Shelter is one of our basic human needs. A home protects us from the elements and predators, provides a sense of well-being and intimacy, and secures our social status in the community. In many ways, a house or shelter represents and defines the quality of life we experience.
Unfortunately, housing costs are the single greatest expense for an average family, according to the Bureau of Labor Statistics (BLS). In 2015, housing costs represented 19.1% of total household expenditures in 2015. That figure doesn’t even include related expenses including property taxes, insurance, or utilities.
For generations, purchasing a home was considered almost risk-free, the value of the home certain to grow over time. Many Americans discovered in the 2008-2009 recession that home prices could decline. According to the National Center of Policy Analysis, more American families lost their homes in 2008 (10 million) than in the 1930s Depression and Dust Bowl.
Affordability should be the primary factor in determining the place and size of your home. Here are some actionable tips to help keep your costs down.
Reducing Your Major Housing Costs
Controlling your housing costs is essential if you want to live within your means. The following tips will help you manage the expense.
In May 2017, more than 230,000 computers around the world were taken hostage by the WannaCry malware worm. Known as ransomware, the unknown developers surreptitiously gained control of computers running the Microsoft Windows operating system, encrypted the users’ data, and demanded a payment of $300 in untraceable bitcoins to unlock the system and access information.
Cyber-attacks occur across borders and range from simple email “phishing” efforts to sophisticated software programs that quickly expand the attacks and hide the identity of the perpetrators. Motives of cyber criminals range from vanity (proving one’s technical expertise) to illegal profit. Some attacks are politically motivated while others are rarely publicized, state-sponsored sabotage. The attacks affect individuals, businesses, and governments.
According to a report by the Ponemon Institute, a successful hacker earns $14,711 for each attack and has 8.26 successful attacks per year. Sophisticated hacking tools are readily available on the Internet, especially the Dark Web. The criminals and the curious are stepping up their efforts to invade your privacy and steal your money. What actions can you take to harden the target and protect your assets?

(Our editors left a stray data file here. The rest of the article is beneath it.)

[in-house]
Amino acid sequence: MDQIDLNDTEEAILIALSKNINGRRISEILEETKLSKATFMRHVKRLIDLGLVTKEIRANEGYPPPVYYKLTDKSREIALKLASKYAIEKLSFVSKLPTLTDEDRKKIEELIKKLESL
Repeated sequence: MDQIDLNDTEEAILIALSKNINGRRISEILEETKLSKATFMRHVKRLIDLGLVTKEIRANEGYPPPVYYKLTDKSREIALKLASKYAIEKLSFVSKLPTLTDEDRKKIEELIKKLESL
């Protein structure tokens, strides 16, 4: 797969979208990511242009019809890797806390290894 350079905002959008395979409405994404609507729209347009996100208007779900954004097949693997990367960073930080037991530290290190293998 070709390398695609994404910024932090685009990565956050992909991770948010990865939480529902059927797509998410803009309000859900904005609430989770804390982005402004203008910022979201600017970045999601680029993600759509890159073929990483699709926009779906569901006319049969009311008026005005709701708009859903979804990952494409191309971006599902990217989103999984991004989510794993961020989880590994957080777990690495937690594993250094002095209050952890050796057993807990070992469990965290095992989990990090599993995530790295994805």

What actions can you take to harden the target and protect your assets?
Understand the Enemy
Malicious software can wreak havoc on your computer or operate covertly in the background. Malware (The Creeper Worm) was first detected on the ARPANET, the forerunner of the Internet, in the early 1970s. Since that time, spurred by the growth of personal computers and connected communication networks, many different types of malware have appeared, including:
Trojans: The most common malware is based on the Greek strategy to invade Troy: the Trojan Horse. In this case, users are tricked into allowing an outsider unlimited access to their computers by clicking on an unsafe Internet link, opening an email attachment, or completing a form. By themselves, Trojans are delivery vehicles, providing a “backdoor” into a computer or network. As a consequence, they open the door for malicious software to steal data, compromise operating systems, or spy on users. Trojans do not replicate themselves and spread to other devices like a virus or a worm. Viruses: Just as a biological virus is transmitted to unsuspecting hosts, a computer virus replicates itself and infects new computers, then modifies operating programs to malfunction. Some have called viruses “diseases of machinery,” a term first coined in the 1972 futuristic film “Westworld.” One of the early viruses – Love Letter – delivered by an email with the subject line “I Love You” and an attachment “L0VE-LETTER-FOR-YOU.TXT” – attacked 55 million computers worldwide and caused an estimated $10 billion in damage, according to Wired magazine.
Notices of New ContentSign up for automatic notices when Content changes
If you are interested in seeing additional posts, articles, or books as they are published, please join our email list. Your name and email will be secure and never available to any other party. You will never be asked for confidential information or solicited to purchase anything from this site.
You will never be asked to provide your Social Security number, Credit Card details, or Passwords.